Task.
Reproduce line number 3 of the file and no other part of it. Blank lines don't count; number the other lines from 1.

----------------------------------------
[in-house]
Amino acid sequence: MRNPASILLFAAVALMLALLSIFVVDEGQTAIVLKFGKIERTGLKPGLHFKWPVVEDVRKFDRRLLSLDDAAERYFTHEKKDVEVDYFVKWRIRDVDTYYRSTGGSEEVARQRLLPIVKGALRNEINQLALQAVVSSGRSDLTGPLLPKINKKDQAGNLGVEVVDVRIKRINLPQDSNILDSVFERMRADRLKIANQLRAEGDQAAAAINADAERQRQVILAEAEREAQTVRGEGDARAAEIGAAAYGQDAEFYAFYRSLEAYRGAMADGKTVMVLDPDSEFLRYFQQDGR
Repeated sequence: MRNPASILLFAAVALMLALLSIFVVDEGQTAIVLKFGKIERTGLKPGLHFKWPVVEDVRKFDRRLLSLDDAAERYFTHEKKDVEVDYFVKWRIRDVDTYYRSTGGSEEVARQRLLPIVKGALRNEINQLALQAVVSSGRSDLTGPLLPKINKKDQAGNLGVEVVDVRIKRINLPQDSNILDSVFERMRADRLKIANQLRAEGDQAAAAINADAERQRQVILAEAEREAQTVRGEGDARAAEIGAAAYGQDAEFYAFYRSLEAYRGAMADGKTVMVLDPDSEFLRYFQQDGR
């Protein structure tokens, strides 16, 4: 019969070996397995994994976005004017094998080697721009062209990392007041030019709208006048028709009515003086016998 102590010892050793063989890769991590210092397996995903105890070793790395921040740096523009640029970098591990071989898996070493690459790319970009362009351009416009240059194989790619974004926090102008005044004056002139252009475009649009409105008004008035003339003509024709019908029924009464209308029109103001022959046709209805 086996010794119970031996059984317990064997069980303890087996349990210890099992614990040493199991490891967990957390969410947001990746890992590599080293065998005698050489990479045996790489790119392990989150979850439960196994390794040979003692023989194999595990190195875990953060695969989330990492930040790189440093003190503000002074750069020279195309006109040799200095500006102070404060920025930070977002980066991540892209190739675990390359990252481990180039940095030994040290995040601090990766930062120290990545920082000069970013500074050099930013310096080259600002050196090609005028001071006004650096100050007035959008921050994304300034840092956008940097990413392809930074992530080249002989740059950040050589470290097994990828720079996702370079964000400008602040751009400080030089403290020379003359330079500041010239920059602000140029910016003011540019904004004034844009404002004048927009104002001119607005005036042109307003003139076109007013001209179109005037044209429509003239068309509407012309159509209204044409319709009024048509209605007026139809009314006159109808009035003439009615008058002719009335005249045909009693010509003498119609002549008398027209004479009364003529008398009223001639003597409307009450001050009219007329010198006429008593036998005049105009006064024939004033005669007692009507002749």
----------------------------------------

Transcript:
Repeated sequence: MRNPASILLFAAVALMLALLSIFVVDEGQTAIVLKFGKIERTGLKPGLHFKWPVVEDVRKFDRRLLSLDDAAERYFTHEKKDVEVDYFVKWRIRDVDTYYRSTGGSEEVARQRLLPIVKGALRNEINQLALQAVVSSGRSDLTGPLLPKINKKDQAGNLGVEVVDVRIKRINLPQDSNILDSVFERMRADRLKIANQLRAEGDQAAAAINADAERQRQVILAEAEREAQTVRGEGDARAAEIGAAAYGQDAEFYAFYRSLEAYRGAMADGKTVMVLDPDSEFLRYFQQDGR